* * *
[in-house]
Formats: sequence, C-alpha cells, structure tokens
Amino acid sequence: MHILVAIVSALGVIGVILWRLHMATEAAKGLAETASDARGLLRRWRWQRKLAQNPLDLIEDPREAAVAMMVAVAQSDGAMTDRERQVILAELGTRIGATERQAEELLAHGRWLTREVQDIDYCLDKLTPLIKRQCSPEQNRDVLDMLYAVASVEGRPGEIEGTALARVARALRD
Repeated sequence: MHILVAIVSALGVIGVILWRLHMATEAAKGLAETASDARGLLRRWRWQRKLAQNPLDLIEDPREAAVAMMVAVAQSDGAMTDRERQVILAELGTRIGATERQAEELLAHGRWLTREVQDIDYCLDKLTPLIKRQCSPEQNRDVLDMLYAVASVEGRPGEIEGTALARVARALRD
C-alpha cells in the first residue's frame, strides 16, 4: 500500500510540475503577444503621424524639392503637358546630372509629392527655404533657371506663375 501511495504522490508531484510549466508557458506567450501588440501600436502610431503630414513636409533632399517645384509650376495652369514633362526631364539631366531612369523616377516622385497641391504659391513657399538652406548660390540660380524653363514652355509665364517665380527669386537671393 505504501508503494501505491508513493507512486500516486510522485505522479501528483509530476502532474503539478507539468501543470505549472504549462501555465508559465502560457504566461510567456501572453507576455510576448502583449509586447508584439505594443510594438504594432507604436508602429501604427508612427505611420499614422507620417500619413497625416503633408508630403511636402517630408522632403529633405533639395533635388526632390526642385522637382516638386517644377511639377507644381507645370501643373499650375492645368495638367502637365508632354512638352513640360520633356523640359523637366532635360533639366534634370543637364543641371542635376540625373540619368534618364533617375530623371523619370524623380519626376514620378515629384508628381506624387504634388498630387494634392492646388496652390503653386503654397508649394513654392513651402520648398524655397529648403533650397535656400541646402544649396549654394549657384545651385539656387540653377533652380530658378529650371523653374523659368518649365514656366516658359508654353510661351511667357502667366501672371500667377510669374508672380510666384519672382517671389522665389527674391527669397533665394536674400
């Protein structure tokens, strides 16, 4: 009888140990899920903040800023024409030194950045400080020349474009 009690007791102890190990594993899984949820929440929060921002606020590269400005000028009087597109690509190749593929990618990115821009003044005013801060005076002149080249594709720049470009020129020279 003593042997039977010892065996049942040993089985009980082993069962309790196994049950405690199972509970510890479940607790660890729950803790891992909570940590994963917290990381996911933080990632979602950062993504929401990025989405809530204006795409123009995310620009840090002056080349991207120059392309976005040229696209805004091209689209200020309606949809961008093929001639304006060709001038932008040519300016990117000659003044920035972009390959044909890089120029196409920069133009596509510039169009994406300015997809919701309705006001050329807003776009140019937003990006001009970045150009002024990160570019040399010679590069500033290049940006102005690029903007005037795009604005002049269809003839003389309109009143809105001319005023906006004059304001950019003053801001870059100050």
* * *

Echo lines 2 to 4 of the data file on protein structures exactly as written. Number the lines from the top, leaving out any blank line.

Formats: sequence, C-alpha cells, structure tokens
Amino acid sequence: MHILVAIVSALGVIGVILWRLHMATEAAKGLAETASDARGLLRRWRWQRKLAQNPLDLIEDPREAAVAMMVAVAQSDGAMTDRERQVILAELGTRIGATERQAEELLAHGRWLTREVQDIDYCLDKLTPLIKRQCSPEQNRDVLDMLYAVASVEGRPGEIEGTALARVARALRD
Repeated sequence: MHILVAIVSALGVIGVILWRLHMATEAAKGLAETASDARGLLRRWRWQRKLAQNPLDLIEDPREAAVAMMVAVAQSDGAMTDRERQVILAELGTRIGATERQAEELLAHGRWLTREVQDIDYCLDKLTPLIKRQCSPEQNRDVLDMLYAVASVEGRPGEIEGTALARVARALRD